Two years ago the Melbourne International Film Festival showed Viktor Kossakovsky’s Aquarela (2018), a document of the power and majesty of water in its various forms, accompanied by a magnificent score from Apocalyptica‘s Eicca Toppinen. Based solely on the trailer and promotional materials, Fern Silva’s Rock Bottom Riser (2021) looks as if it fills the same purpose for the element of fire – but while this is certainly an aspect of the film, it has a broader purpose in illuminating the culture and environment of Hawaii.
Most documentaries are constructed around a coherent narrative and/or argumentative thread with the intention of leading their audience to a particular conclusion or destination. Rock Bottom Riser takes a different approach, carefully juxtaposing seemingly unrelated materials in a way which encourages an audience to make their own connections. This can be difficult to pull off effectively – if you were to take the movie apart into its individual components it would be easy to conclude that it’s nothing more than a haphazard jumble of unrelated style and content. Silva attempts to prepare his audience for this incongruity by opening on a still forest scene accompanied by an unrelated speech including the occasional word – “branch”, for example – which takes on a different meaning in an arboreal context.
Having subliminally established his approach, Silva hits the audience with one of the film’s best sequences, disrupting the silence with a burst of electronic music as aerial photography conducts the viewer in and out, back and forth along the length of an extensive lava flow, bass tones bubbling and crackling in parallel to the molten rock, before pulling back to see the full perspective of its fiery course through a forested area and around some form of habitation. There are a few more pure audiovisual experiences to encounter along the way, most of them in a natural setting – the one exception takes place in a vaping shop named Volcano, which sees three guys putting on a virtuoso smoke ring display while dancing to bombastic hip hop (and probably doing terrible things to their lungs). One other music-related sequence stands out due to its different treatment – a giddily enthusiastic teacher talking to her mature age poetry students about Simon & Garfunkel’s “I Am a Rock” (1965), urging them to listen closely to the words before playing it in its entirety as the camera pans across their silent reactions.
Silva devotes a lot of time to Hawaii’s radio telescopes and observatories, including time lapse footage of the night sky and a visit to the SETI facilities. These are interspersed with references to Hawaii’s ancient navigational techniques and lost oral history, drawing parallels between sea voyages to Tahiti and interstellar exploration, traditional cartography and mapping the sky. Allowing the history of the archipelago to become thoroughly intertwined with its technological present, Silva drops a bomb roughly two thirds of the way in by introducing a contrasting perspective – the colonisation of local sacred sites by the scientific instruments of an invading culture which enlists local law enforcement to enforce the separation of the people from their land.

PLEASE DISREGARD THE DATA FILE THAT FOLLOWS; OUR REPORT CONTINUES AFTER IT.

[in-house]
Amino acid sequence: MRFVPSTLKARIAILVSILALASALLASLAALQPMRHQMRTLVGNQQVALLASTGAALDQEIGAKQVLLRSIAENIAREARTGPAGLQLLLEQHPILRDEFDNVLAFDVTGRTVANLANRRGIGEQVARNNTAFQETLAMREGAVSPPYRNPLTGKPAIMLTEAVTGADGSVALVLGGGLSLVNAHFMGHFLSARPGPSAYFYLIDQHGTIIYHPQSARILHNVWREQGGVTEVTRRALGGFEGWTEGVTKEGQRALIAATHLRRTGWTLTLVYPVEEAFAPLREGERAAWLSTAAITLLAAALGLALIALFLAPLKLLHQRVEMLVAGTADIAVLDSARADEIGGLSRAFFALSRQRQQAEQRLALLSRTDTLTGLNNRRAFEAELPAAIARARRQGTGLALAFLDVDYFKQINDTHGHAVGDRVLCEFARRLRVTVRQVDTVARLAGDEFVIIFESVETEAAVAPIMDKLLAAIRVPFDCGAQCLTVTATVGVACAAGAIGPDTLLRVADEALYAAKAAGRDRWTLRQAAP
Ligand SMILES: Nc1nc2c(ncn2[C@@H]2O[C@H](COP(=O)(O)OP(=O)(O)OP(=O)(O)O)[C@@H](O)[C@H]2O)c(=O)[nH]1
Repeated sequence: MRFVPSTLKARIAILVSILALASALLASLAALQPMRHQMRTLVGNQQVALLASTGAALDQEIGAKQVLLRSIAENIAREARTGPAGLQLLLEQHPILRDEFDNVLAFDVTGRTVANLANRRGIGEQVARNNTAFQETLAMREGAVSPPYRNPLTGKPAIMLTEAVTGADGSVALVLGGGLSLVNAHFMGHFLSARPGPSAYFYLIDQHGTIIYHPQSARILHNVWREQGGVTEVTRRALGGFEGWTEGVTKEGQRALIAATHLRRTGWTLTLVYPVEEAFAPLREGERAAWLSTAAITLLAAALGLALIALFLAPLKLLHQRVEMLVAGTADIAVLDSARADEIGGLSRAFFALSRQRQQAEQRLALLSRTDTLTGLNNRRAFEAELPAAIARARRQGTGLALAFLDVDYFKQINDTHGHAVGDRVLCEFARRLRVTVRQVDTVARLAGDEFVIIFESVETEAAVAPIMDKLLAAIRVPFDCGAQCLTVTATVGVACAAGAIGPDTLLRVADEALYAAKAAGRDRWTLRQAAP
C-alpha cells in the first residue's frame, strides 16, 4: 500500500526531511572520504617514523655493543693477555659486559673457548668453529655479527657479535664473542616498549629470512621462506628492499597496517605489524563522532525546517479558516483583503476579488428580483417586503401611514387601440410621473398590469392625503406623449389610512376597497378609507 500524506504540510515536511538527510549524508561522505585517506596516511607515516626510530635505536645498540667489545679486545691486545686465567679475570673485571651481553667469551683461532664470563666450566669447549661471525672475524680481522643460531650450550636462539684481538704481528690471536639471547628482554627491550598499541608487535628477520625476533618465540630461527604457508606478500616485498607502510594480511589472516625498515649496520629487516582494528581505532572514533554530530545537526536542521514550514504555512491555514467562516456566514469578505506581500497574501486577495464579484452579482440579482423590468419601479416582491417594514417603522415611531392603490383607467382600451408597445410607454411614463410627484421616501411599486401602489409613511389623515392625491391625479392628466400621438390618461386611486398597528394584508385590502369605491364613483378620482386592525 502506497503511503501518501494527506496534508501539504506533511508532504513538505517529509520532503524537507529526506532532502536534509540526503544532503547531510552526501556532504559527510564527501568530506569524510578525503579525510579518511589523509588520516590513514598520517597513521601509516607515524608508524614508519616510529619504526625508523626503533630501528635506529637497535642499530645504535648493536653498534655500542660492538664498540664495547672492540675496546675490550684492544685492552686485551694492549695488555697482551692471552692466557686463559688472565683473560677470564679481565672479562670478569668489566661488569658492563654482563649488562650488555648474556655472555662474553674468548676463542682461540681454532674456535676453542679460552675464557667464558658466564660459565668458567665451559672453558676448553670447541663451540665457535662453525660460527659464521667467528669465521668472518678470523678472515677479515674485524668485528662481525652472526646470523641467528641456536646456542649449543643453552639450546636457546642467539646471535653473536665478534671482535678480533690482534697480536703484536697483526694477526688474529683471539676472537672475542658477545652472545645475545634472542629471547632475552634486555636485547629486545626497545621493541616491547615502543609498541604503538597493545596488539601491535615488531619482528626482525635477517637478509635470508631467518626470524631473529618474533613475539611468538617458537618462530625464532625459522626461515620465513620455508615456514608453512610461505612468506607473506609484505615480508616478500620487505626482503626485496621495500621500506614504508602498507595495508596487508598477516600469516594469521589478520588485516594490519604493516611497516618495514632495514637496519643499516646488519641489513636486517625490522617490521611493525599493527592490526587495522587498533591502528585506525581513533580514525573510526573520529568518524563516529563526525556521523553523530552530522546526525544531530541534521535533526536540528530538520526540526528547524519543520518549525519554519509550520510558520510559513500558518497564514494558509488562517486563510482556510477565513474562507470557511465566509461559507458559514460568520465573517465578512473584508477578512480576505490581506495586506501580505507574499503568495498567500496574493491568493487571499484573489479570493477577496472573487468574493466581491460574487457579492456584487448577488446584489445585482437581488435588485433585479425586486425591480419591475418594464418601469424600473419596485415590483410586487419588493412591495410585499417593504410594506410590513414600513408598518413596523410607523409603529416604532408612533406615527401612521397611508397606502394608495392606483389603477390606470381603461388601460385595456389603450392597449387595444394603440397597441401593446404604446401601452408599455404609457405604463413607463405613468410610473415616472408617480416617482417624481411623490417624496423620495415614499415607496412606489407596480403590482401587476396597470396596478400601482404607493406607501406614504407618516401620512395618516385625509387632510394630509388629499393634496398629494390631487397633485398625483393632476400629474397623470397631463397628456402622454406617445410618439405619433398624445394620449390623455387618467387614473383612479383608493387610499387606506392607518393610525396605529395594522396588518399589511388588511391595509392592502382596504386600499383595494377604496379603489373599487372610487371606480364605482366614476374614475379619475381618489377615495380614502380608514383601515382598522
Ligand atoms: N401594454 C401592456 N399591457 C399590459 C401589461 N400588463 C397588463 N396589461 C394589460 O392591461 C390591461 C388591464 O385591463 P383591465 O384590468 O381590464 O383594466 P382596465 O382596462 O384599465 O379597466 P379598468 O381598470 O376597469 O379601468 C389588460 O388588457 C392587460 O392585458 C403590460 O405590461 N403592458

The dynamic tension between these perspectives is explored elsewhere through references to the movie Moana (2016). Early on, we hear an unidentified local talking about the importance of increasing awareness of their vanishing history through filmic representation – he is delighted at the prospect of it being showcased in a Hollywood film starring Dwayne Johnson and accepts that an American production will inevitably default to an American cast. Towards the end of the film, we’re shown footage of an interview with Johnson on a local TV station as he talks about meeting with local community members in an attempt to make sure their culture is properly represented. It’s a gesture towards reconciliation which suggests a way forward, while acknowledging the complexity of navigating different perspectives.
Although most of Silva’s footage is presented in a more-or-less straightforward manner, he also makes creative use of post-production techniques to create a purely visual suggestion of lost history and cultural erasure. During an early section focused on traditional textiles, a tribal leader gazing across the landscape is depicted as an empty set of clothing hanging in the air, their shape suggesting a face and body where none can be seen. In the closing minutes of the film, a series of verdant forest scenes reveal subtle areas of distortion, a chameleonic shimmer of light bending around a figure who is front and centre but would otherwise go unnoticed, recognisable as a person only by the distorting effect they have on their surroundings.
Rock Bottom Riser is Fern Silva’s first feature length documentary, but he has an extensive body of work in short film going back 14 years. Silva filmed, assembled and edited all of the material himself, but collaborated on the sound design with psychoacoustic composer Serge Tcherepnin (who also wrote much of the score) and sound artist Lea Bertucci (credited for additional sound & music), whose contributions are a vital component of making the pure audiovisual sections so successful. Extracts from SETI-X’s Scrambles of Earth: The Voyager Interstellar Record, Remixed by Extraterrestrials (2010) are used to round out some of the astronomy sequences.
Rock Bottom Riser isn’t going to be for everybody, and it may disappoint those led by the trailer to expect something more like Ron Fricke’s Baraka (1992), but it’s an interesting experience – and at only 70 minutes long, it shouldn’t be too difficult for a viewer to sit through any bits they might find less interesting.